Graeme Marais was a ranger at Londolozi from 2009-2011, and being one of the best birders the reserve has ever cultivated, he is often brought in to help run the birding component of the ranger training courses.

I stayed at his house in Johannesburg recently, and while browsing along his bookshelf I noticed a large hardback photo-book of the kind printed these days by camera shops, in which you submit your photos digitally and they print them out in a book format which you design.

It was the Londolozi Leopard ID kit from late 2010, and while browsing through it I couldn’t believe the complete turnover that Londolozi has undergone in the last six years.
There were no leopards in that book that we currently view under the same names, and a significant portion of the dominant leopards at the time now occupy the “Recently Deceased” section in the current ID kit.

I suppose I shouldn’t have been all that surprised, as six years is a fair amount of time in a wild animal population, particularly leopards. It has just been such a gradual population metamorphosis that I barely noticed it was happening. It’s only when one stops to think that you realize which individuals have come and gone.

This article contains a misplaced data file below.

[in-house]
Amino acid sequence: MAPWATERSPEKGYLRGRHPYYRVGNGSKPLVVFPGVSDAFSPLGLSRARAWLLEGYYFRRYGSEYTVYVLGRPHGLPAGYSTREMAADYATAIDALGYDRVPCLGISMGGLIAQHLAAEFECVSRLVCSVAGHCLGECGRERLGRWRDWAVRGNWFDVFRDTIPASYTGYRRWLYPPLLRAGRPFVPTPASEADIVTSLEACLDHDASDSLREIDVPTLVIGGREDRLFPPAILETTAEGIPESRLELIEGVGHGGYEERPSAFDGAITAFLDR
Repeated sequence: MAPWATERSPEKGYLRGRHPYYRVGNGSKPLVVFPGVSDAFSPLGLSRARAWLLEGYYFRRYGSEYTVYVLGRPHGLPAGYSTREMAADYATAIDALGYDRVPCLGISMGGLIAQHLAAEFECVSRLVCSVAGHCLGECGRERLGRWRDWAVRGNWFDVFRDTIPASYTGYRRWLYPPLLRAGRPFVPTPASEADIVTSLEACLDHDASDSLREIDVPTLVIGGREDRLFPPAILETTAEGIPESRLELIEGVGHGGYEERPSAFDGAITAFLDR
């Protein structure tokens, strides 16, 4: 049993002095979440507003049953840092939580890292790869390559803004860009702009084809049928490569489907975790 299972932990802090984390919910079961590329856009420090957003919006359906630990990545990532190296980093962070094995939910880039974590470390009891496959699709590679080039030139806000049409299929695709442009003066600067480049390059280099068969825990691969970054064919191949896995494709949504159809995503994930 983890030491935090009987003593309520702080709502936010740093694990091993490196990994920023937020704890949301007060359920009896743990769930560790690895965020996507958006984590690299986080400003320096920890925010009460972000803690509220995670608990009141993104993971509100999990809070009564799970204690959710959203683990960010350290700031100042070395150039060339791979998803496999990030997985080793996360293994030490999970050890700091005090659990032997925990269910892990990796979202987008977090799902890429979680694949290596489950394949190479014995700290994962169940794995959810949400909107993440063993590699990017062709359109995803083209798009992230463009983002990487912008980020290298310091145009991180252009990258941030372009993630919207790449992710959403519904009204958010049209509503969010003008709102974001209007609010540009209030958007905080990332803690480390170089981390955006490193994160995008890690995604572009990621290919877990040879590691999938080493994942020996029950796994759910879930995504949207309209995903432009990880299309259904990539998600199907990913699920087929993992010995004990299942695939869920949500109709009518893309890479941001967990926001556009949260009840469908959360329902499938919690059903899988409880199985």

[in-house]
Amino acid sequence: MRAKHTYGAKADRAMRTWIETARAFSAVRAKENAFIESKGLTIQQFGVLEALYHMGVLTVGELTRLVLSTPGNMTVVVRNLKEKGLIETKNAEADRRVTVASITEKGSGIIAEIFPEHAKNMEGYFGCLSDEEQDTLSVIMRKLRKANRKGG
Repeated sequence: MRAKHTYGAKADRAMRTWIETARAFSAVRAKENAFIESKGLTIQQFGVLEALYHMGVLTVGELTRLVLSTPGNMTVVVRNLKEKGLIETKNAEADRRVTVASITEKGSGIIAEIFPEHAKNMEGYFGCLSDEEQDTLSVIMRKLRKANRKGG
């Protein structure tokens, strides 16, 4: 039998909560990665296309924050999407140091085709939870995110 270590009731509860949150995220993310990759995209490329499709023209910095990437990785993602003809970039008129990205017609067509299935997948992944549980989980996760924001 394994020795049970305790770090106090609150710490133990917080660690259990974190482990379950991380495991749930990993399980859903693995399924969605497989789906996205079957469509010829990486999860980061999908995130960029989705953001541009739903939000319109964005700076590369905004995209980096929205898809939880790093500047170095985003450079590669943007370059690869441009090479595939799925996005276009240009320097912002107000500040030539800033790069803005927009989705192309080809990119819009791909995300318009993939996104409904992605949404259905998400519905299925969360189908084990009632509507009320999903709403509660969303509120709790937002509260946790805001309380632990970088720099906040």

Let’s review a few…

In that early ID kit, the Marthly male was a rarely seen individual only seldom encountered in the far north-west reaches of Londolozi. The Camp Pan male dominated a huge area from south of the Maxabene riverbed to the Manyelethi, a similar area to that patrolled by the 4:4 male at the moment. The Marthly male would end up pressurizing the Camp Pan male away from his Sand River haunts and into semi-obscurity in the deep south, himself fathering multiple cubs in the process. The Piva male, currently dominant on east-central Londolozi, was not even born yet!

Camp Pan and Nottens

The Camp Pan male (pictured right) dwarfs the much smaller Nottens female.